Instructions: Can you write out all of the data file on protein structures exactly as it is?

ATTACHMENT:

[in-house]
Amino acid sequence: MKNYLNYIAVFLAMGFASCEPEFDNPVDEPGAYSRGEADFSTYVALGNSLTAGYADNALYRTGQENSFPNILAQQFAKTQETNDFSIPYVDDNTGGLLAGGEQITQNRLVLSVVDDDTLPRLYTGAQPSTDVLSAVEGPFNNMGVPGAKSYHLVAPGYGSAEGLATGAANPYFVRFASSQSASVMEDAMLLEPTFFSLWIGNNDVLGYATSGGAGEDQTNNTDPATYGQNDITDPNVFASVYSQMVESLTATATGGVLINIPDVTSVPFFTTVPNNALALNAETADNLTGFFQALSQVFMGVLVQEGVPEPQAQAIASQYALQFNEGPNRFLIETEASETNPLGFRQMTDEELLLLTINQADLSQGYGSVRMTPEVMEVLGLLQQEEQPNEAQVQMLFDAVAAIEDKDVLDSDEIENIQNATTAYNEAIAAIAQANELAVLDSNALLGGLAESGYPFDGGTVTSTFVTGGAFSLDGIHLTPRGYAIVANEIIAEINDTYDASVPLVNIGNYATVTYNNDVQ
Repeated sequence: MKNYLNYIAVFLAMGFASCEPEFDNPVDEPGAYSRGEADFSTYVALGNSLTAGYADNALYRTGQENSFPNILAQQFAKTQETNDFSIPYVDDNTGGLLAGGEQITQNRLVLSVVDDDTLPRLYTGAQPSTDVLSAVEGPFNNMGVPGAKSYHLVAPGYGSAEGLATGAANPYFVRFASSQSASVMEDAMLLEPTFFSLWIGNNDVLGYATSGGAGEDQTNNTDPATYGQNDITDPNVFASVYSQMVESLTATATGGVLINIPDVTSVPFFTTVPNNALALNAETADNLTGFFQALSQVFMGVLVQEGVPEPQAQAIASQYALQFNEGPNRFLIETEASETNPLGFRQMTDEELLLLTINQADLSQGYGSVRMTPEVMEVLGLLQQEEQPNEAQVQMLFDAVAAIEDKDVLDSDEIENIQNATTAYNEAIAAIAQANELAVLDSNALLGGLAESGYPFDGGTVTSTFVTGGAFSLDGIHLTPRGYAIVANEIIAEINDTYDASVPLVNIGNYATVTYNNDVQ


[in-house]
Amino acid sequence: MKNYLNYIAVFLAMGFASCEPEFDNPVDEPGAYSRGEADFSTYVALGNSLTAGYADNALYRTGQENSFPNILAQQFAKTQETNDFSIPYVDDNTGGLLAGGEQITQNRLVLSVVDDDTLPRLYTGAQPSTDVLSAVEGPFNNMGVPGAKSYHLVAPGYGSAEGLATGAANPYFVRFASSQSASVMEDAMLLEPTFFSLWIGNNDVLGYATSGGAGEDQTNNTDPATYGQNDITDPNVFASVYSQMVESLTATATGGVLINIPDVTSVPFFTTVPNNALALNAETADNLTGFFQALSQVFMGVLVQEGVPEPQAQAIASQYALQFNEGPNRFLIETEASETNPLGFRQMTDEELLLLTINQADLSQGYGSVRMTPEVMEVLGLLQQEEQPNEAQVQMLFDAVAAIEDKDVLDSDEIENIQNATTAYNEAIAAIAQANELAVLDSNALLGGLAESGYPFDGGTVTSTFVTGGAFSLDGIHLTPRGYAIVANEIIAEINDTYDASVPLVNIGNYATVTYNNDVQ
Repeated sequence: MKNYLNYIAVFLAMGFASCEPEFDNPVDEPGAYSRGEADFSTYVALGNSLTAGYADNALYRTGQENSFPNILAQQFAKTQETNDFSIPYVDDNTGGLLAGGEQITQNRLVLSVVDDDTLPRLYTGAQPSTDVLSAVEGPFNNMGVPGAKSYHLVAPGYGSAEGLATGAANPYFVRFASSQSASVMEDAMLLEPTFFSLWIGNNDVLGYATSGGAGEDQTNNTDPATYGQNDITDPNVFASVYSQMVESLTATATGGVLINIPDVTSVPFFTTVPNNALALNAETADNLTGFFQALSQVFMGVLVQEGVPEPQAQAIASQYALQFNEGPNRFLIETEASETNPLGFRQMTDEELLLLTINQADLSQGYGSVRMTPEVMEVLGLLQQEEQPNEAQVQMLFDAVAAIEDKDVLDSDEIENIQNATTAYNEAIAAIAQANELAVLDSNALLGGLAESGYPFDGGTVTSTFVTGGAFSLDGIHLTPRGYAIVANEIIAEINDTYDASVPLVNIGNYATVTYNNDVQ